Lesson learned thanks to this travel mishap: Always check if the exhaust pipe of a motorbike is covered before you sit on it, so you know that you should not get off on that side of the bike. Also, ensure that your first aid kit includes something you can use to treat burns and a bigger bandaid.
Travel Issue #6: How to be a Lobster
At this point, I can only call the sunscreen situation a repeat offense, as it happened a few times, but somehow my turning into a lobster has never been the result of me not trying to protect myself from the sun. In recent years, I managed to turn into a lobster on the last day of my diving trip to Egypt and then again while kayaking in La Ha Bay.
When flying to Vietnam, I only had hand luggage, so I did not buy more sunscreen before boarding my flight from Bangkok to Hanoi. Once in Hanoi, I was planning to buy sunscreen, but to my dismay, I did not get around to doing so before me and my travel buddy boarded the bus to Ha Long Bay.
Once there, we made our way to the ferry terminal where sunscreen was incredibly expensive, so I decided that it was fine to just cover my shoulders and arms with a light scarf instead. And it worked perfectly fine during my first day on Cat Ba.
And then I did a Lan Ha Bay day cruise and things went downhill. While on the boat, some new friends were kind enough to give us some of their sunscreen, but apparently, it was strong enough for my pale skin.
The cruise was not even halfway over when I noticed my skin turn red, so I once again decided to cover my now already red shoulders with my scarf, but I was kayaking, so the scarf kept slipping off.
I sure had a blast that day, but when I put on a red dress a few days later, it was still not clearly visible where my skin ended and the dress began.
Lesson learned: ALWAYS buy reef-safe sunscreen regardless of how much it costs and ensure that the SPF is high enough. And wear a rashguard while kayaking if the UV index is high.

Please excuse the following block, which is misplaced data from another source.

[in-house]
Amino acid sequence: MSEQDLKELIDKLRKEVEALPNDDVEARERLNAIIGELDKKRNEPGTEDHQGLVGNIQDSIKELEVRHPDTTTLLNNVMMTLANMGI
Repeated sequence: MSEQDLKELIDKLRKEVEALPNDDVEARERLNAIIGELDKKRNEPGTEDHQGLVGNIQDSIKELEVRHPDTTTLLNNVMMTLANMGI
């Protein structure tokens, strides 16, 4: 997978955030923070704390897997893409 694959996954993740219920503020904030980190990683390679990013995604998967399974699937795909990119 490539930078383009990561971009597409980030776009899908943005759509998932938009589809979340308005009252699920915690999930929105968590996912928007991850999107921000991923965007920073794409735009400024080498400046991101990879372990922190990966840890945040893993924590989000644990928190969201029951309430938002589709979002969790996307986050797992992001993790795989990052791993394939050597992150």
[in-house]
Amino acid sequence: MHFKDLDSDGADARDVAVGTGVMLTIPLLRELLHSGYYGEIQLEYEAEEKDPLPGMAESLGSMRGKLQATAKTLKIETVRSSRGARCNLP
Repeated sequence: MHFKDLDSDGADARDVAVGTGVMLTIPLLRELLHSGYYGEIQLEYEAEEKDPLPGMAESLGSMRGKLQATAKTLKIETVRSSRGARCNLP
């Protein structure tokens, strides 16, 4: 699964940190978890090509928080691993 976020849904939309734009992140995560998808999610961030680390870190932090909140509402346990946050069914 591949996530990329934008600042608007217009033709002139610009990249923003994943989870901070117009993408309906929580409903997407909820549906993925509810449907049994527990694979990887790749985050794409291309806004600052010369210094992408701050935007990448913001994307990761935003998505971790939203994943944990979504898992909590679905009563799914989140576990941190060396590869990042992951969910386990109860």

Incident #7: The Wrong Trail (Germany)
You do not have to travel far for travel mishaps to occur. While exploring my own region and checking out some hiking trails in spring, I ended up following the wrong trail. And it turns out that I was not just off the beaten track, but meters away from an active military shooting range.
I wanted to follow the Daffodil Loop Trail in Eifel National Park, but as the signs of not always clearly visible, I decided to look up the trail on AllTrails. I followed the trail and at some point, I ended up taking a wrong turn because the app told me so.
I kept walking through the forest and suddenly saw a big wooden sign. Thankfully, I stopped to read it, as it stated that the trail I was set to follow was on a military training area that often sees training with live ammunition.
And the day I was hiking there happened to be one of those days. It is safe to say that I turned around and walked back to my car. I would have loved to complete the Daffodil Route, but sadly the weather forecast reported heavy thunderstorms in the area, so I had to complete the hike another time.
Lesson learned: Check where the official trail goes and do not just trust apps – especially when hiking alone.
Travel Mishap #8: Stranded in the Parking Garage (Gran Canaria)
After seeing and doing all the best things to do in Gran Canaria, I and my blogger friend Florine decided to spend the last night(s) of our trip in Las Palmas. Florine had an early flight back home and we had to return our rental car that day, so we decided that she would return our rental car at the airport.
As we arrived at the parking garage near our hotel that was supposed to be open 24/7, we saw a paper sign that said it would be open around the clock on certain dates. Something that more than confused us. We decided to park there anyway so we could drop off our luggage.
Once we had checked in, we asked the woman at the reception about it and she decided to call the parking garage about the opening time. They told her, it would be possible to get leave the parking garage at 4 AM and that it was just not possible to reenter it. A fact that did not impact our plan, so we decided to leave our car there.
The next morning, my blogger friend went to the parking garage and could not even enter it. Our car was locked and we had no way to get it out. Therefore, we had no choice but to alter our plans after way too little sleep. Florine ended up taking a taxi to the airport, while I was supposed to take the car back to the rental place around mid-day.
We were happy to have this option and figured that everything was fine. And it was – at least until I tried to pay the parking fee and had to realize that our parking ticket was all the way in France. It sure was a memorable experience to explain that my parking ticket was in another country to the parking attendant. Thankfully, it all ended up working out.